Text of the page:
Tuesday, February 16, 2010

Just imagine....

from today's CBC news website
No-pet policy for Man. renters could be outlawed
Last Updated: Monday, February 15, 2010 7:44 PM CT The Canadian Press
The fur is set to fly in Manitoba over whether landlords should be forced to accept tenants with pets.
Animal owners are lining up behind an opposition bill that, if passed into law, would outlaw no-pet rules at rental properties across the province.
"There is much greater support for this than I ever anticipated," said Liberal Leader Jon Gerrard. "There's a lot of passion when I talk about it with individual people who have to give up their pets when they move into apartments."
Since the end of January, more than 2,900 people have signed up on a Facebook page to support Gerrard's bill, which was tabled at the end of the legislature's fall sitting. Groups such as the Winnipeg Humane Society have joined the battle and are calling on the NDP government to pass the bill.
"We get elderly people in particular, or young people, forced out of apartments because they have pets. The pets have nowhere to go and they end up here," said Bill McDonald, the humane society's executive director. "I have seen far too many sad stories."
Ontario is the only other province with such legislation, McDonald said, and fewer pets have been destroyed there since the law took effect a decade ago.
Landlords not convinced
On the other side of the fence are landlords who feel they should have the freedom to choose whether to allow animals. They say some tenants have allergies, while others simply prefer to live in a pet-free building.
Ron Penner, president of the Professional Property Managers Association representing 50 landlords in Winnipeg, told a legislature committee last year that his members are "very adamant" that pets remain optional.
Gerrard's bill is expected to come to a vote in April, but at this stage appears to have little chance of becoming law. The government passed its own law last June that allows landlords to charge up to half a month's rent as a damage deposit specifically for pets.
"It is hoped that the damage deposit provision ... will encourage more landlords to welcome tenants with pets," Rachel Morgan, press secretary to Family Services Minister Gord Mackintosh, wrote in an email. "The new [law] will strike a balance between the various interest groups in this emotional issue."
"While pets can have a positive impact on people's physical and mental well-being, it is clear that these benefits are not universal. People with asthma or other respiratory conditions can experience severe reactions to pets."
NDP has supported some opposition bills
Gerrard is hopeful, however, that the government may change its mind, especially in the face of public pressure. The New Democrats have supported several opposition bills since they took power in 1999.
"What's happening now is that people sneak pets into apartments and they probably cause more problems. It's better to allow pets in apartments but doing it in a way that there are responsible rules," Gerrard said.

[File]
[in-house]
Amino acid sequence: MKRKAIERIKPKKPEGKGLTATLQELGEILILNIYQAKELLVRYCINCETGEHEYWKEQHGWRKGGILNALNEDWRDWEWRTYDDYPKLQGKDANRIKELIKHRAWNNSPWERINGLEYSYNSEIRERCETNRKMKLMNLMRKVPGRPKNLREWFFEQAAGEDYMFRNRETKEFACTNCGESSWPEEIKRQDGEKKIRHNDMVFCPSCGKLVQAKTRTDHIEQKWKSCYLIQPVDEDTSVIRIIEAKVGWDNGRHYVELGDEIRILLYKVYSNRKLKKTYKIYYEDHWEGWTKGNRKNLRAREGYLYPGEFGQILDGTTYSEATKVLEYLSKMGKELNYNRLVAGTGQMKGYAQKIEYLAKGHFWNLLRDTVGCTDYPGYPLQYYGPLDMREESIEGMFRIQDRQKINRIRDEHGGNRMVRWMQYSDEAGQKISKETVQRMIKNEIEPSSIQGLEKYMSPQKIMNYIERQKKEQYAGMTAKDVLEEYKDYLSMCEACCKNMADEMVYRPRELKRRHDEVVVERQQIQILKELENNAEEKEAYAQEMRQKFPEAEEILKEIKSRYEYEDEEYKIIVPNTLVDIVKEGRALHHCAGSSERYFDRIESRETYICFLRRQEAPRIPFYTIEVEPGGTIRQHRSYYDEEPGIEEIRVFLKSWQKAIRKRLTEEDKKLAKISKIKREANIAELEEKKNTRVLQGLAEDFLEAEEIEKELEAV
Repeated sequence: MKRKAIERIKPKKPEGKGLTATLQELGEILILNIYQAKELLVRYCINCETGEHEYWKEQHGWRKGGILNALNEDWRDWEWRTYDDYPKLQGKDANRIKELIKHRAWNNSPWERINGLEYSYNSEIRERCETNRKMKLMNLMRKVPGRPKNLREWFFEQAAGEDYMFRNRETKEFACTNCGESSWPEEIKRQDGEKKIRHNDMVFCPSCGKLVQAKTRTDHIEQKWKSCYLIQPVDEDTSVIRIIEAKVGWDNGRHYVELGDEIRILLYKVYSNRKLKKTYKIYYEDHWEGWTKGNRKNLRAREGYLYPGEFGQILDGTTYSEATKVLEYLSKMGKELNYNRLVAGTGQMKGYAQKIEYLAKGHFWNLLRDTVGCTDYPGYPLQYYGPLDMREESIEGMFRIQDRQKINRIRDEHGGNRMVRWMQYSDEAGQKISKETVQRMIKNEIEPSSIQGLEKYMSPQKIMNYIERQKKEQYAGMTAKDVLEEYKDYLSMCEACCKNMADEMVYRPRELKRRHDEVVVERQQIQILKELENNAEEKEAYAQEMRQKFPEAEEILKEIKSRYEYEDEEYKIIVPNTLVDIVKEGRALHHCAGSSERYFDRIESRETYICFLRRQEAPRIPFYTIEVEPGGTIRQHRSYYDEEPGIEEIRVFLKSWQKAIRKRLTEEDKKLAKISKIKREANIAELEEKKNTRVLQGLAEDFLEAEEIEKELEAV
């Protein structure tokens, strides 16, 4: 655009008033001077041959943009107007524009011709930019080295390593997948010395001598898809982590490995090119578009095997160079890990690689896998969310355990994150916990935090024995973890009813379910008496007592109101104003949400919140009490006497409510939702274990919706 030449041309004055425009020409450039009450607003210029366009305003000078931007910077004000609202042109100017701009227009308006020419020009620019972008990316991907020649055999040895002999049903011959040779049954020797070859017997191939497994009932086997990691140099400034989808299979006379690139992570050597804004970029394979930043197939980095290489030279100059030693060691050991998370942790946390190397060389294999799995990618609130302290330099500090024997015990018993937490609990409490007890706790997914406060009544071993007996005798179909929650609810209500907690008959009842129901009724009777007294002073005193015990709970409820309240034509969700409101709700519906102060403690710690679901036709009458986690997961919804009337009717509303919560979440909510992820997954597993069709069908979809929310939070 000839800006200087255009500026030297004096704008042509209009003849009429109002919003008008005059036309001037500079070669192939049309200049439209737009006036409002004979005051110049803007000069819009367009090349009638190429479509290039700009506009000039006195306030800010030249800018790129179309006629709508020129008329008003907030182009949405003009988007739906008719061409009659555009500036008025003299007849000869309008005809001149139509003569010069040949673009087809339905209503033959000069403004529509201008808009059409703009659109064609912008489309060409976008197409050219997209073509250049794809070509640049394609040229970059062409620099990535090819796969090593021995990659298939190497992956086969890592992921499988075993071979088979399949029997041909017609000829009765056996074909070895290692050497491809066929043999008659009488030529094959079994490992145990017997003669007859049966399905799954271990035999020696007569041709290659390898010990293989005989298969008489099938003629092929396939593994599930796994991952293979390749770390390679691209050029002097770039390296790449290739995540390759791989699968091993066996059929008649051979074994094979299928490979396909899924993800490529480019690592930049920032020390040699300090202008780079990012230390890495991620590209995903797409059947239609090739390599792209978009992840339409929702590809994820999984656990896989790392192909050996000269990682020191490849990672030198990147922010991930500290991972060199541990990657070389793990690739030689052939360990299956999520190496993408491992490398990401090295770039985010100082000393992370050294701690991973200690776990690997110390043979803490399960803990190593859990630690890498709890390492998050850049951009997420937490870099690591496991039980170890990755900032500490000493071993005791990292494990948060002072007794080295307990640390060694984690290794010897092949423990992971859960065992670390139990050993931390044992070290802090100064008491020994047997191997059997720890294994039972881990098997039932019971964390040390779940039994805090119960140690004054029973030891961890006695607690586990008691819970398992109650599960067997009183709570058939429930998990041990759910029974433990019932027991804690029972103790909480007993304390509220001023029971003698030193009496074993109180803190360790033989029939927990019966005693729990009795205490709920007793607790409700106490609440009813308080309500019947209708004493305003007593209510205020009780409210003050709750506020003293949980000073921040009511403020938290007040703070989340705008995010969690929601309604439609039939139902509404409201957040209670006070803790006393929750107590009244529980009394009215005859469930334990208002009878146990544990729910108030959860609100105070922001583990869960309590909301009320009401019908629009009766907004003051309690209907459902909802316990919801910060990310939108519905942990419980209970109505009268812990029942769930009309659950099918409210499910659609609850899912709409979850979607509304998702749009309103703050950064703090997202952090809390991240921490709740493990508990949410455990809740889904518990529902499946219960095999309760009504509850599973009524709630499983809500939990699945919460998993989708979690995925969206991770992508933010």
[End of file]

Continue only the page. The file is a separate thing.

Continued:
His bill would allow landlords to set down rules for acceptable pet behaviour and cleanliness of the rental unit — a provision he feels would appease tenants who don't want pets in their building.
The bill would also allow pet owners who felt they had been discriminated against to file a complaint with the provincial residential tenancies branch.Read more:

What an incredible idea! Everyday the sad free to a good home section is full of pet who are lost in the moving shuffle ( the subject of how some folks don't put their heart into their housing search is a separate topic that has been, and will be, pursued in a separate post)
For more information on how pet owners can keep the pets that they love , go to Preventing Homeless Pets
Legislation is always the key. When seat belt legislation was first proposed, opponents weren't sure if it was worthwhile because they couldn't imagine how it could be enforced ... until they realized that they didn't have to check each and individual car. Once the law was there ... once the penalties were in place .... each and every successful prosecution did double duty both to educate and act as a deterrent.
It is even more important with animal welfare legislation. In a complaint driven process, society inspectors do not need to inspect every home and yard. How would better legislation help? It would provide inspectors with the proper tools to react effectively on behalf of the animals. That in turn would assure good samaritans who are concerned about animals in their own neighbourhood that their complaints will do more than cause hard feelings.
What time is it? Its always time to remember the only way to reach the destination is to start the journey.


The 'splorin' Wolfies said...

sorry--i have to agree with the landlords on this one. we have had rentals ruined by tentants who have used an entire room for a litter box. one year later the smell of urine was still there despite a year of renovations that almost cost us our sanity. and 2 more rentals on top of this one with irresponsible pet owners. in small towns holding out for better tenants isn't always easy.

Old Maid said...

I'm sorry you guys have been burned ... but its a shame to generalize about all pet owners based on a couple of bad experiences. Speaking from experience as a renter, most pet owners are more conscientous than that.
the thing is that every landlord has also had bad experiences with young people single moms/ etc but by law they are not allowed to discrimintate by age or any other demographic either,eh?